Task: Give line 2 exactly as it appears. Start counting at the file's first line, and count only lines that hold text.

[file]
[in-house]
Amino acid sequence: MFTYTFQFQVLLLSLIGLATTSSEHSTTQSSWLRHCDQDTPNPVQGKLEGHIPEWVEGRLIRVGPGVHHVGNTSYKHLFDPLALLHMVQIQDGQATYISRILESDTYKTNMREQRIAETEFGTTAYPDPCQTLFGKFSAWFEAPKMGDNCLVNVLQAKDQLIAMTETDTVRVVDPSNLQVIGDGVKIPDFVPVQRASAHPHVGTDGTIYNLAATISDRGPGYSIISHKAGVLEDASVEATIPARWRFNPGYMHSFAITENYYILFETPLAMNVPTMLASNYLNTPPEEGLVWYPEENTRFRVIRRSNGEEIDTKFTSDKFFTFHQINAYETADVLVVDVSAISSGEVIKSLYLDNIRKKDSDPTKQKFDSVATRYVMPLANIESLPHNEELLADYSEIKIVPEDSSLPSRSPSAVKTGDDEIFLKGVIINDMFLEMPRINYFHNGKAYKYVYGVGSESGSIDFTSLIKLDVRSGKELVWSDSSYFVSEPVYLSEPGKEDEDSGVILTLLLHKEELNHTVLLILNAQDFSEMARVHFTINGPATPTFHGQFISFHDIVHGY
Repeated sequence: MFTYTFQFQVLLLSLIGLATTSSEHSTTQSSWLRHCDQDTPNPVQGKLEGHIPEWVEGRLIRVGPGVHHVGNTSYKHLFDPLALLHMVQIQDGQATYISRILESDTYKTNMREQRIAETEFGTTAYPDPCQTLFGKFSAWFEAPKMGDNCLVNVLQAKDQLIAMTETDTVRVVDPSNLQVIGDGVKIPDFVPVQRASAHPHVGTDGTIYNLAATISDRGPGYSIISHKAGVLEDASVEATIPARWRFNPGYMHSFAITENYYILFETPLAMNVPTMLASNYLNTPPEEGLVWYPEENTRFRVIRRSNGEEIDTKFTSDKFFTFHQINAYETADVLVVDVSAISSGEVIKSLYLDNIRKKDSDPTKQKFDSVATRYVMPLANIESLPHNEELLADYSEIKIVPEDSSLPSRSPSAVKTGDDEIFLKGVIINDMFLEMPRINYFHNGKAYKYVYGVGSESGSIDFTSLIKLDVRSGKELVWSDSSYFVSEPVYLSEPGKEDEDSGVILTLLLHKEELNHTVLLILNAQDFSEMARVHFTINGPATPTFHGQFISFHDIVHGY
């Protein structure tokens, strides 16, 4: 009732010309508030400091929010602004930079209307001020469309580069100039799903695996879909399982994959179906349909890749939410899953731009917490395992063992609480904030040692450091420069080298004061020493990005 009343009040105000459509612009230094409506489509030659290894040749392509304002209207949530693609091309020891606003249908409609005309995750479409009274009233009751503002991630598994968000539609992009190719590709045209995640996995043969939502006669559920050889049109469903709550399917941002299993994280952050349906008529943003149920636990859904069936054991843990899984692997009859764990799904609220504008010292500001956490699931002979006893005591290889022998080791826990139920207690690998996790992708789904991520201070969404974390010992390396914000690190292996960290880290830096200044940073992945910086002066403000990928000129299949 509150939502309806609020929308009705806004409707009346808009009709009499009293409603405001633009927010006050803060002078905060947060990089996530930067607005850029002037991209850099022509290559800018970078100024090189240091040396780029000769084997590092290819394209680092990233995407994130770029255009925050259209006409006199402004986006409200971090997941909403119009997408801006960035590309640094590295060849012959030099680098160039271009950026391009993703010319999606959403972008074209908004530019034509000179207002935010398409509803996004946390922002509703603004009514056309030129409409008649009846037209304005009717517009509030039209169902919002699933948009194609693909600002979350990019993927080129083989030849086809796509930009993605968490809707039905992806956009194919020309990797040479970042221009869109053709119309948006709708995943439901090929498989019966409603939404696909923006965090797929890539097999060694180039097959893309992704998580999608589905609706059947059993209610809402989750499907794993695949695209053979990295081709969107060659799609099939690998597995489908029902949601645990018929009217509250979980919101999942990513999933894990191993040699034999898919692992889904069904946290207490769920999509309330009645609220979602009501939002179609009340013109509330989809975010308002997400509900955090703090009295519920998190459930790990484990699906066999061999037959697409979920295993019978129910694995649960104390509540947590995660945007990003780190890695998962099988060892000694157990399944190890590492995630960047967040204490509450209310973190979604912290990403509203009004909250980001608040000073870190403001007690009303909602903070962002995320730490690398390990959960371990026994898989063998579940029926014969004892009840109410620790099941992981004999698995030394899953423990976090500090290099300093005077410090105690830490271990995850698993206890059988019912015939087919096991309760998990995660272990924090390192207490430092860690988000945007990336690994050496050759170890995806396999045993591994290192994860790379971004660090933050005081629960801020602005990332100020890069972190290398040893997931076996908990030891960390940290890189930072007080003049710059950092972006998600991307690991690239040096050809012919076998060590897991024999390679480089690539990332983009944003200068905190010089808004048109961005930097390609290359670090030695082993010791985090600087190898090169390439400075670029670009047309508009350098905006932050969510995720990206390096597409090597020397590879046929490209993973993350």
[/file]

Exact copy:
Amino acid sequence: MFTYTFQFQVLLLSLIGLATTSSEHSTTQSSWLRHCDQDTPNPVQGKLEGHIPEWVEGRLIRVGPGVHHVGNTSYKHLFDPLALLHMVQIQDGQATYISRILESDTYKTNMREQRIAETEFGTTAYPDPCQTLFGKFSAWFEAPKMGDNCLVNVLQAKDQLIAMTETDTVRVVDPSNLQVIGDGVKIPDFVPVQRASAHPHVGTDGTIYNLAATISDRGPGYSIISHKAGVLEDASVEATIPARWRFNPGYMHSFAITENYYILFETPLAMNVPTMLASNYLNTPPEEGLVWYPEENTRFRVIRRSNGEEIDTKFTSDKFFTFHQINAYETADVLVVDVSAISSGEVIKSLYLDNIRKKDSDPTKQKFDSVATRYVMPLANIESLPHNEELLADYSEIKIVPEDSSLPSRSPSAVKTGDDEIFLKGVIINDMFLEMPRINYFHNGKAYKYVYGVGSESGSIDFTSLIKLDVRSGKELVWSDSSYFVSEPVYLSEPGKEDEDSGVILTLLLHKEELNHTVLLILNAQDFSEMARVHFTINGPATPTFHGQFISFHDIVHGY